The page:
Techniques and Tools for Literate DevOps

Short Form


Lacking the Hermetic knowledge required to administrate servers, we take judicious notes and hyperlinks. Why not combine those written thoughts with the commands we enter to configure and tame our digital beasties? We have a tool for that.


Maintaining servers falls into two phases:

  1. Bang head until server works
  2. Capture effort into some automation tool like Puppet or Chef.

Recently, Howard has been playing around with making the first phase closer to the second. For lack of a better word, we call it literate devops (see this essay for details).

Howard has talked previously about using org-mode’s literate programming model to investigate new ideas and crystallize thoughts, and this approach appears to work well for system administration, since he lacks those esoteric sysadm skills. Think of the code you use containing links back to `Server Fault’ where you first found the solution.

After showing his results, Kasey started to build a more general tool that can be used by any one who has to take care of servers, but not in a full-time capacity. We call this open source project rex (for remote execution).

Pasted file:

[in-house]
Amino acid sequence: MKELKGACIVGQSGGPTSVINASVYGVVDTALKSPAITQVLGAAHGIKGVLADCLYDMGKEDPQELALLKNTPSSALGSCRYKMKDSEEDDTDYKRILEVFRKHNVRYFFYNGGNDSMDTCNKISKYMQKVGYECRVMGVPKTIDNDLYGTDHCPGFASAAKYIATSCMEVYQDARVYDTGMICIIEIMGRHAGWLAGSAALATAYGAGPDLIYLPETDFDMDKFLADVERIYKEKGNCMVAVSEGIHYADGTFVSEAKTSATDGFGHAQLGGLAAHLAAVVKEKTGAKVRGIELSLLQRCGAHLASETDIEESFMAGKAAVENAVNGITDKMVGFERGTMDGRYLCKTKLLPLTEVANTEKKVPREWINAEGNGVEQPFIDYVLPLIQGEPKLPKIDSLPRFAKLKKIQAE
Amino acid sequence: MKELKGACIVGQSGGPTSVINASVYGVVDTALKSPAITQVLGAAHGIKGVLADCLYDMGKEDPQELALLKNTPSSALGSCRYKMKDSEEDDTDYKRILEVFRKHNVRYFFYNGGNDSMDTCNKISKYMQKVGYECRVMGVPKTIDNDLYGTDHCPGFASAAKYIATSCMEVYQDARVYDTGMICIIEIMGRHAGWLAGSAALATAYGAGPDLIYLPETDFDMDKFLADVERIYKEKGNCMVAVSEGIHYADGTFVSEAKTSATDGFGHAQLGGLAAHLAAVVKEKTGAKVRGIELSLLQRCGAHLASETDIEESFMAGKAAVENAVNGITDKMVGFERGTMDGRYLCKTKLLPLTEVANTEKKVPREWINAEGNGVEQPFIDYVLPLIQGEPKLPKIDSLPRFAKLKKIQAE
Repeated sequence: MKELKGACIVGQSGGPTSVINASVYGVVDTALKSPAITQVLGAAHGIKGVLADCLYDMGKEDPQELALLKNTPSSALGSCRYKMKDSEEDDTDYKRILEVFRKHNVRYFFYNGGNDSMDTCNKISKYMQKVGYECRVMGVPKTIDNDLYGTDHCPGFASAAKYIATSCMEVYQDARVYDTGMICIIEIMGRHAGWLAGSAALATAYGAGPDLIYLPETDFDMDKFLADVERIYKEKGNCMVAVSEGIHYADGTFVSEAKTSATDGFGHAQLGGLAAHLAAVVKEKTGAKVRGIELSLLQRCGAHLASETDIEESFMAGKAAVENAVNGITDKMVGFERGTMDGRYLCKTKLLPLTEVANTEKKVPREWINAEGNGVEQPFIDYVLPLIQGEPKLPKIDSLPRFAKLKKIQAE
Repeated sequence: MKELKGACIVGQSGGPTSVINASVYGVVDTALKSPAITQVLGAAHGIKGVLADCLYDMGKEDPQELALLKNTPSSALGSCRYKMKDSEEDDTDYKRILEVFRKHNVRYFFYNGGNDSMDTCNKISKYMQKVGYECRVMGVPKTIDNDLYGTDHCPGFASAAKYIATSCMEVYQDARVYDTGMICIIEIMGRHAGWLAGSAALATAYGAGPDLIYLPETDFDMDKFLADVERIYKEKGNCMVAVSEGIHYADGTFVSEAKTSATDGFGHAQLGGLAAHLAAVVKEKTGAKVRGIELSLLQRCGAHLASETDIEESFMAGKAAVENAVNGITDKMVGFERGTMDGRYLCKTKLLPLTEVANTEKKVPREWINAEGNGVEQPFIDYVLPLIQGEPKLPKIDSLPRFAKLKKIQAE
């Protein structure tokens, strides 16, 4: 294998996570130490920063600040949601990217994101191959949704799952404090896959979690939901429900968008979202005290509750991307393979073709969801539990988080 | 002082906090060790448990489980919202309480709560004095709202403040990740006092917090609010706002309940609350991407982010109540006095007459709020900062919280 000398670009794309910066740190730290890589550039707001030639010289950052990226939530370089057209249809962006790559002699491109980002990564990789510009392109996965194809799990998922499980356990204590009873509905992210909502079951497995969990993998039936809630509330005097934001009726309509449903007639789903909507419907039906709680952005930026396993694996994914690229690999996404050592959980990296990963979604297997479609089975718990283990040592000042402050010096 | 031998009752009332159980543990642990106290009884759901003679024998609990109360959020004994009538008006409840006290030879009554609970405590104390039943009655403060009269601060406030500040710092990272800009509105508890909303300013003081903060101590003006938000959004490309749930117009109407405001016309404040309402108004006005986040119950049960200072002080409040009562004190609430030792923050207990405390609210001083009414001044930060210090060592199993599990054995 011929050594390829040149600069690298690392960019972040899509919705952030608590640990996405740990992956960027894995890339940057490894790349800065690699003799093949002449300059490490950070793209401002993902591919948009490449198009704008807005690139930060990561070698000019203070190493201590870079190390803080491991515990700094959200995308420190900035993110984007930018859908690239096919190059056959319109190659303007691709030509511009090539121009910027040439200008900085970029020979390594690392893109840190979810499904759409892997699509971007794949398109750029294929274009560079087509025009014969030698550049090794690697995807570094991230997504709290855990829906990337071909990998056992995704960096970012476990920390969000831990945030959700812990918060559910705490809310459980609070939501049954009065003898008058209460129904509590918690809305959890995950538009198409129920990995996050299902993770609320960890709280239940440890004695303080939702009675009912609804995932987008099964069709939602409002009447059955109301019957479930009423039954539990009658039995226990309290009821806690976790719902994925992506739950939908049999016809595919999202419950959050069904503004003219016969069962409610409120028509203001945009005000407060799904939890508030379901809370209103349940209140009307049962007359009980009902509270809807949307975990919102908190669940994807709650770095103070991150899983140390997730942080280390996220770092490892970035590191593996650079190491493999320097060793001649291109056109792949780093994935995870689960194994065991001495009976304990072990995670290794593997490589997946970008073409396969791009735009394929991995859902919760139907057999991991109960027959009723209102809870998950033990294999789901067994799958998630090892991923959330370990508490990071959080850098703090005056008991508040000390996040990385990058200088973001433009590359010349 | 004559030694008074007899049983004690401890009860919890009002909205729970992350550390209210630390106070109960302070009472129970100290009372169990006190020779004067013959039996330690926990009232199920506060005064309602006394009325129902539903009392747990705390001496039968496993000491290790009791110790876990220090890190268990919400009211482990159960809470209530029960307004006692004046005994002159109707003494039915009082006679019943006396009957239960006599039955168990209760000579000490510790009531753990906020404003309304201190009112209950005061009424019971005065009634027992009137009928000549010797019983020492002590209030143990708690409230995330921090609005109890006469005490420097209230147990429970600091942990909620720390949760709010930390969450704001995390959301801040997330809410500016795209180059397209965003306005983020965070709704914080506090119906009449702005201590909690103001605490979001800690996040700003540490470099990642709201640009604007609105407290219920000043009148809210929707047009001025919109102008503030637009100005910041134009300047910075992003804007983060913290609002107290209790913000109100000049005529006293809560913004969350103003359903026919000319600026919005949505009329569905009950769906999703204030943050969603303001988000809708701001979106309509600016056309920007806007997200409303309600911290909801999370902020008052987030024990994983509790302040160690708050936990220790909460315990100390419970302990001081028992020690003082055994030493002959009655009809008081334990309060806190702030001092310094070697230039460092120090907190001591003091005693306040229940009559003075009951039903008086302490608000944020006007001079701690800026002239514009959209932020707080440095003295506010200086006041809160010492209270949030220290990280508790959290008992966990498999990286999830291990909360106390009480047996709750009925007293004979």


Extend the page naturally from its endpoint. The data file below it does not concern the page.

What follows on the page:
This session explains the advantage of applying literate programming concepts to the dangers of system administration and then showing off the usefulness of the rex project.



system administration, shell, devops, linux

Speaking experience

Howard has spoken previously at Open Source Bridge (see "Literate Programming":1 as an example) and other conferences (like "jQuery Summit":2), but this talk includes mentoring a first time speaker, Kasey Alusi.



  • Elfyme


    With over thirty years of programming experience from C to Clojure, he enjoys mentoring younger colleagues as well as teaching the next generation. He hosts a local computer programming club at his local middle and high schools as well as mentoring the local robotics team. Oh, and he does have a day job, working on the software defined networking team at Workday.

  • Biography

    A recent graduate from the University of Washington in Informatics, Kasey is now working on a private Openstack cloud project. Work threw many different assignments at him over the past year, causing him to adopt a new toolset for rapid development followed by fine tuning and refinement. He wants to share with other newbies and undergrads the power of a well stocked and tuned toolbelt, thoughts on the industry, and getting involved in open source projects in a panel-style discussion.